Do You Still Need a Literary Agent in Today’s Publishing World?
The story of my 15 years with Literary Manager Peter Miller
The other day I was teaching a seminar for my doctoral students about ways in which they could publish their dissertation (if you’re interested, the seminar is available on Vimeo). I always encourage my PhD students to publish, for how else are they going to establish themselves as experts in their fields? At some point, someone asked: “Do you have a literary agent?”
“Yes, I answered. “My literary manager is Peter Miller. I’ve been with him for more than 15 years.”
“But,” said the student, “why would you need a literary manager this day and age? Isn’t it true that there are now lots of ways to self-publish? Can’t you just get your book out on blurb.com or lulu.com?”
It is a familiar question, and one that I get asked a lot lately. The development of Print on Demand (POD) technology has radically changed the way books are produced, published, and sold around the world. A POD system is essentially a book printing plant, collapsed into a single machine. On one end, the technician loads the digital file of the book; and on the other, a finished book rolls out. Of course, it isn’t quite as simple as that but, in essence, the technology allows a publisher to produce and distribute a book using the just-in-time model: we don’t print a copy unless we know there is a customer who wants it. Therefore, no more need for expensive volume runs, storage space, and laborious logistics.
The company that embraced POD technology and then set out to transform the industry is, of course, Amazon. Amazon’s idea was to merge this technology with a national (and eventually international) distribution system that allowed a book copy to be printed on demand, and then deliver this copy directly to the customer, without the intervention (and the sales margin) of a retail bookstore. In the case of an electronic book (or e-book) version, the model is even more disruptive. Once a customer places an order over the Internet, the book is delivered instantly to the user’s iPad, Samsung, or Kindle device, without the need for any printing or shipping.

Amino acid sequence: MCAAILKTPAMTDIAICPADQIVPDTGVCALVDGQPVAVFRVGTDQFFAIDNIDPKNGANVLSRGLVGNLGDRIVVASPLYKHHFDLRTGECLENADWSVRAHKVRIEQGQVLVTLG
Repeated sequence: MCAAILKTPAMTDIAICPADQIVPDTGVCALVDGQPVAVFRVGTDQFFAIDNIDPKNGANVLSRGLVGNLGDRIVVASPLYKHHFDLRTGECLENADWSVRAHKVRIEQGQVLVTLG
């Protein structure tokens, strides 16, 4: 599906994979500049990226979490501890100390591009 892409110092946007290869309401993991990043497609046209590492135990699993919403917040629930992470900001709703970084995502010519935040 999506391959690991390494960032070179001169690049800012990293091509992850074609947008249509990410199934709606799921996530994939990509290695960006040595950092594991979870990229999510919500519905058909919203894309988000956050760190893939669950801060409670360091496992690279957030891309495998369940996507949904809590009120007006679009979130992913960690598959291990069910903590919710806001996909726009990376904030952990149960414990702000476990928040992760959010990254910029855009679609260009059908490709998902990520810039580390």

One would think that this revolutionary system has upstaged the traditional publishing model, where a literary agent introduces an author to a publisher, and then negotiates the best possible acquisition package. And in some ways, it has. But the self-publishing model has one major drawback: it lacks an imprimatur. It lacks the stamp of a major publisher, and the credibility that a major publisher can give an author. And the only conduit to such a publisher is a literary agent, pure and simple.
Just think: in 2018, the number of self-published books jumped 40% to 1.2 million titles, according to Bowker’s annual survey of the self-publishing market, published in Publisher’s Weekly. The vast majority — some 92% — are published by Amazon. By comparison, the largest publishing group in the world, Penguin Random House (soon to also include Simon & Schuster) published 80,000 titles in 2019. That’s still a huge number, but a drop in the bucket compared to the tsunami of self-published books. Simon & Schuster, Hachette, and Harper Collins (the other “majors”) together published less than 20,000 titles.
What that means is that it has become very difficult for the author who relies on self-publishing to break out from the pack and be recognized in the marketplace. Of course, there are certainly stories of authors whose self-published books were “picked up” by a major publisher, but those are a tiny percentage of the number of authors who never break through.
And this is where a literary agent can make a crucial difference. A literary agent can help an author rise from the self-published masses and get in front of a major publisher. Rather than becoming irrelevant, a literary agent is now more important than ever. The story of how I broke through as a best-selling author is a vivid example.